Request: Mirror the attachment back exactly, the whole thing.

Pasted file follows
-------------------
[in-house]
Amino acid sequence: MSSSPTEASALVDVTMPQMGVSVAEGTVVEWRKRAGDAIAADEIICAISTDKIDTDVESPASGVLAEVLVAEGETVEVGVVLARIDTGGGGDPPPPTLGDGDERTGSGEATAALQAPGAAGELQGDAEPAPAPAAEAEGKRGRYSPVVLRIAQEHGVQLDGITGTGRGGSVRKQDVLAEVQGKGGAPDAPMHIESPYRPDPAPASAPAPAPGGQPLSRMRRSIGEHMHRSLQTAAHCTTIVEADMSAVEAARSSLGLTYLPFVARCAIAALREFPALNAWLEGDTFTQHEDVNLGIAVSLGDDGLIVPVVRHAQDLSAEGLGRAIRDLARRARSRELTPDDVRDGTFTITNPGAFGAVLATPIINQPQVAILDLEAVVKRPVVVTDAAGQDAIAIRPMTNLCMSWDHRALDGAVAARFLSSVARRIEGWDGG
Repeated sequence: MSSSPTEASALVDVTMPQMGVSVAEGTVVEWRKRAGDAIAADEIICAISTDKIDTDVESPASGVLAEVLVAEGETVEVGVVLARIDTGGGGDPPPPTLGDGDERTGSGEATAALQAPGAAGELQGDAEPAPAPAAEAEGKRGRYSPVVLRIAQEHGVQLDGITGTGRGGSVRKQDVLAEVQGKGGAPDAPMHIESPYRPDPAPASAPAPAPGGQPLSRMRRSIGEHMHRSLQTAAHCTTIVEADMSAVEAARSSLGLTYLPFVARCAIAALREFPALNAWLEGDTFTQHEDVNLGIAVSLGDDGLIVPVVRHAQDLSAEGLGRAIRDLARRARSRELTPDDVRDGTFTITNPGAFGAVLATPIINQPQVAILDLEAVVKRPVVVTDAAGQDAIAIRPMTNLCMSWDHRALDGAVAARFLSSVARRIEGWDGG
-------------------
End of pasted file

[in-house]
Amino acid sequence: MSSSPTEASALVDVTMPQMGVSVAEGTVVEWRKRAGDAIAADEIICAISTDKIDTDVESPASGVLAEVLVAEGETVEVGVVLARIDTGGGGDPPPPTLGDGDERTGSGEATAALQAPGAAGELQGDAEPAPAPAAEAEGKRGRYSPVVLRIAQEHGVQLDGITGTGRGGSVRKQDVLAEVQGKGGAPDAPMHIESPYRPDPAPASAPAPAPGGQPLSRMRRSIGEHMHRSLQTAAHCTTIVEADMSAVEAARSSLGLTYLPFVARCAIAALREFPALNAWLEGDTFTQHEDVNLGIAVSLGDDGLIVPVVRHAQDLSAEGLGRAIRDLARRARSRELTPDDVRDGTFTITNPGAFGAVLATPIINQPQVAILDLEAVVKRPVVVTDAAGQDAIAIRPMTNLCMSWDHRALDGAVAARFLSSVARRIEGWDGG
Repeated sequence: MSSSPTEASALVDVTMPQMGVSVAEGTVVEWRKRAGDAIAADEIICAISTDKIDTDVESPASGVLAEVLVAEGETVEVGVVLARIDTGGGGDPPPPTLGDGDERTGSGEATAALQAPGAAGELQGDAEPAPAPAAEAEGKRGRYSPVVLRIAQEHGVQLDGITGTGRGGSVRKQDVLAEVQGKGGAPDAPMHIESPYRPDPAPASAPAPAPGGQPLSRMRRSIGEHMHRSLQTAAHCTTIVEADMSAVEAARSSLGLTYLPFVARCAIAALREFPALNAWLEGDTFTQHEDVNLGIAVSLGDDGLIVPVVRHAQDLSAEGLGRAIRDLARRARSRELTPDDVRDGTFTITNPGAFGAVLATPIINQPQVAILDLEAVVKRPVVVTDAAGQDAIAIRPMTNLCMSWDHRALDGAVAARFLSSVARRIEGWDGG